Full course description
FX’s The Strain depicts a city in the chaos of a rapidly spreading disease epidemic, coupled with a devastating cyber-virus attack. This course will explore the real-world science behind virus and parasite biology, cyber security and epidemiological modeling.
We will see each of these topics featured in clips from The Strain and discuss real-world examples of parasites changing host behavior, hackers taking down communication networks and diseases rampaging through populations.
This course will be divided into 3 “strains” of learning…
Strain 1: Parasitic Invasion
“Scientists have no idea just how many species of parasites there are, but they do know one dazzling thing: parasites make up the majority of species on Earth. According to one estimate, parasites may outnumber free-living species four to one. In other words, the study of life is, for the most part, parasitology.” – Carl Zimmer
In the Parasitic Invasion Strain, we will discuss the following questions:
- How do humans interact with parasitic pathogens?
- Can parasites change the behavior of their host?
- What effect does the human “microbiome”, the entire collection of bacteria that resides within us, have on our health?
Join us in an exploration of human-pathogen interactions. We will discuss pathogens that can reside in humans for years asymptomatically, but can potentially change human behavior in strange and inexplicable ways. To a modern microbiologist, a human being is merely a vessel for carrying bacteria around! We will discover our current understanding of the human “microbiome” — the entire collection of bacteria that resides within us, which powerfully influences our health and disease. Finally, we will explore conventional parasites that we are familiar with, and the diseases that they cause.
Strain 2: Disease Dynamics
“The worst pandemic in modern history was the Spanish flu of 1918, which killed tens of millions of people. Today, with how interconnected the world is, it would spread faster.” – Bill Gates
In this Disease Dynamics Strain, we will discuss the following questions:
- How do we predict and track a large scale disease outbreak?
- How do we prevent such rapid disease spread?
- When resources are limited, how do we ethically decide to which patients to treat?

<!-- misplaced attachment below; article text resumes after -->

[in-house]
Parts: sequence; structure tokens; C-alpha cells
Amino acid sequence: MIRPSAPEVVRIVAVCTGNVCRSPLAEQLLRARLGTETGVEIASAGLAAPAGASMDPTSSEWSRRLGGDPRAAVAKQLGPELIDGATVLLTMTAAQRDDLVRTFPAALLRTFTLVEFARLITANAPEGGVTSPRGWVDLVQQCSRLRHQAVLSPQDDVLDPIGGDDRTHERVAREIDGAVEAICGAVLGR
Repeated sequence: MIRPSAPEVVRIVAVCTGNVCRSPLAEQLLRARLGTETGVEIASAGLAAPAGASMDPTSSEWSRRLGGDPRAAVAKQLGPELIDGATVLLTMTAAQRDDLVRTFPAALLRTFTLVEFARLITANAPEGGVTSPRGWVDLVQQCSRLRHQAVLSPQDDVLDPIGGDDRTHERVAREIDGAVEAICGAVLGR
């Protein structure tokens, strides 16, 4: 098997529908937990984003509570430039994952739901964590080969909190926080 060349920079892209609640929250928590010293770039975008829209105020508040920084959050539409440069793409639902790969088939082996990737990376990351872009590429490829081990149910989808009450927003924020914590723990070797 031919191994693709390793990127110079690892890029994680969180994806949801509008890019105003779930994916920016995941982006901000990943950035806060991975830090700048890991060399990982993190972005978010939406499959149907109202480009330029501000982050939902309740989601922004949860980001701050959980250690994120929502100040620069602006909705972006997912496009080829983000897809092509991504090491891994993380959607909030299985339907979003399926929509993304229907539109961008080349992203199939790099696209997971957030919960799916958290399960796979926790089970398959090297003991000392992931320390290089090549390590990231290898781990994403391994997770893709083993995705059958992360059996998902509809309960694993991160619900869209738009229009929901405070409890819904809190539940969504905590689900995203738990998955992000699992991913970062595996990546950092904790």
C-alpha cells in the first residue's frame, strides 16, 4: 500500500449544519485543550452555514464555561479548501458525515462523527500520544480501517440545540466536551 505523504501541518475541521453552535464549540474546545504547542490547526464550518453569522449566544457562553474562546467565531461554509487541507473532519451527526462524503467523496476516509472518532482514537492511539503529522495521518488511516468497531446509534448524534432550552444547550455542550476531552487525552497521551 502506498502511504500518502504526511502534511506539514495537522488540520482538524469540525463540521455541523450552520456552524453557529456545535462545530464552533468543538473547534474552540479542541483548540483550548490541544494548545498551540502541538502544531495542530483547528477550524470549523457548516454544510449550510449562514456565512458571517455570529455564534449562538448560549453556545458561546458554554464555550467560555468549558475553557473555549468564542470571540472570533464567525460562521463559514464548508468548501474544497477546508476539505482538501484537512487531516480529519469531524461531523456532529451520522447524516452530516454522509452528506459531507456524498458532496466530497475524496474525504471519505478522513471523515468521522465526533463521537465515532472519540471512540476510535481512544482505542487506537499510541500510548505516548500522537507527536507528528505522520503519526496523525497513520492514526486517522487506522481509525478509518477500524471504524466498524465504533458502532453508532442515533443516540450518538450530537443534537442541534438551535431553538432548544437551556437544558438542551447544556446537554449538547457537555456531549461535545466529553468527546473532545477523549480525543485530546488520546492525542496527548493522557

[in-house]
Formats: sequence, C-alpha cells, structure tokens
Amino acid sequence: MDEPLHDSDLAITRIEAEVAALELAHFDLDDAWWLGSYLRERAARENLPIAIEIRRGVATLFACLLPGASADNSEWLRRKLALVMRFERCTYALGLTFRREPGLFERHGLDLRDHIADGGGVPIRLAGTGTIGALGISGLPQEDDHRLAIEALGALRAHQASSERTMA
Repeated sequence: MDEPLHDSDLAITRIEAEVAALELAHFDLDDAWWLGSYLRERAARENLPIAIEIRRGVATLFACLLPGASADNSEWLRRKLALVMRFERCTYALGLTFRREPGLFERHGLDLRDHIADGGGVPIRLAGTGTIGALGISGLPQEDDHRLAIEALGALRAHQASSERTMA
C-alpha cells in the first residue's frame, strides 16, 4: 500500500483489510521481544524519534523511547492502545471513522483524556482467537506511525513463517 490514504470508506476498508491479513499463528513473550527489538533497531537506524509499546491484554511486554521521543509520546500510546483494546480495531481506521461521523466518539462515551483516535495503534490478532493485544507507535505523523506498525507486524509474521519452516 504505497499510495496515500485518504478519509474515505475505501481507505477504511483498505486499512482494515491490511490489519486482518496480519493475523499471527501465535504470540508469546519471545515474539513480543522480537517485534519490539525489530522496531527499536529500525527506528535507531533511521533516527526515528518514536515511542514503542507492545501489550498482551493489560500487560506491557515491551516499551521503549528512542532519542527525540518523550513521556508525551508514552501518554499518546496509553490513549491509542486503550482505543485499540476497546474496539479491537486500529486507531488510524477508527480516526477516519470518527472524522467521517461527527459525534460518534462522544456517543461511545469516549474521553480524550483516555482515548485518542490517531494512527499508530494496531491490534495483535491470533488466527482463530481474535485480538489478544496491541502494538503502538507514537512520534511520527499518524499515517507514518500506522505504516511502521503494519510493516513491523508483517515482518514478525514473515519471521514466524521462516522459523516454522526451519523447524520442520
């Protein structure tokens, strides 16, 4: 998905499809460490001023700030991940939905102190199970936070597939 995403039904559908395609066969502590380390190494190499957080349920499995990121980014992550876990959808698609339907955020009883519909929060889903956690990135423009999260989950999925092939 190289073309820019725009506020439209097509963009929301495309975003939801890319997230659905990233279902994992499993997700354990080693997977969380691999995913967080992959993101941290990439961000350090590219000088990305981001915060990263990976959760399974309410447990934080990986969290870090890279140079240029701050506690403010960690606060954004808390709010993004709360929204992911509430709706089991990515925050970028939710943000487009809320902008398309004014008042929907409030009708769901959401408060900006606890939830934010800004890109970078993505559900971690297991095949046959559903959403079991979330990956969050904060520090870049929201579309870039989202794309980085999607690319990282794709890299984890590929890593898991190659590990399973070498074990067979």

Diseases can quickly spread from a few isolated patient cases to global pandemics. How do we prevent such rapid disease spread? What factors affect the virulency of disease pathogens? How do we predict and track a large scale disease outbreak? When resources are limited, how do we ethically decide which patients to treat? Delve into these questions and more as you discover the dynamics of disease.
Strain 3: Cyber Attacks
“Cyberspace has become the fifth domain of warfare, after land, sea, air, and space. Some scenarios imagine the almost instantaneous failure of the systems that keep the modern world turning. As computer networks collapse, factories and chemical plants explode, satellites spin out of control, and the financial and power grids fail.” – The Economist, July 1, 2010
In the Cyber-attacks Strain, we will discuss the following questions:
- What form do cyber-attacks take?
- How do hackers infiltrate and disrupt computer systems?
- How can we protect our personal and business computer systems from security breaches?
Cyber-attacks are inspired and targeted attacks carried out mostly through the Internet that generate extensive damage. Take a closer look at several types of cyber-attacks taking place in today’s world and the sophistication behind them. Understand more about cyber-attacks on the public through the spread of malware and its potential impact. In addition, take a deep dive into the world of hacking and discover ways to protect yourself from harmful attacks.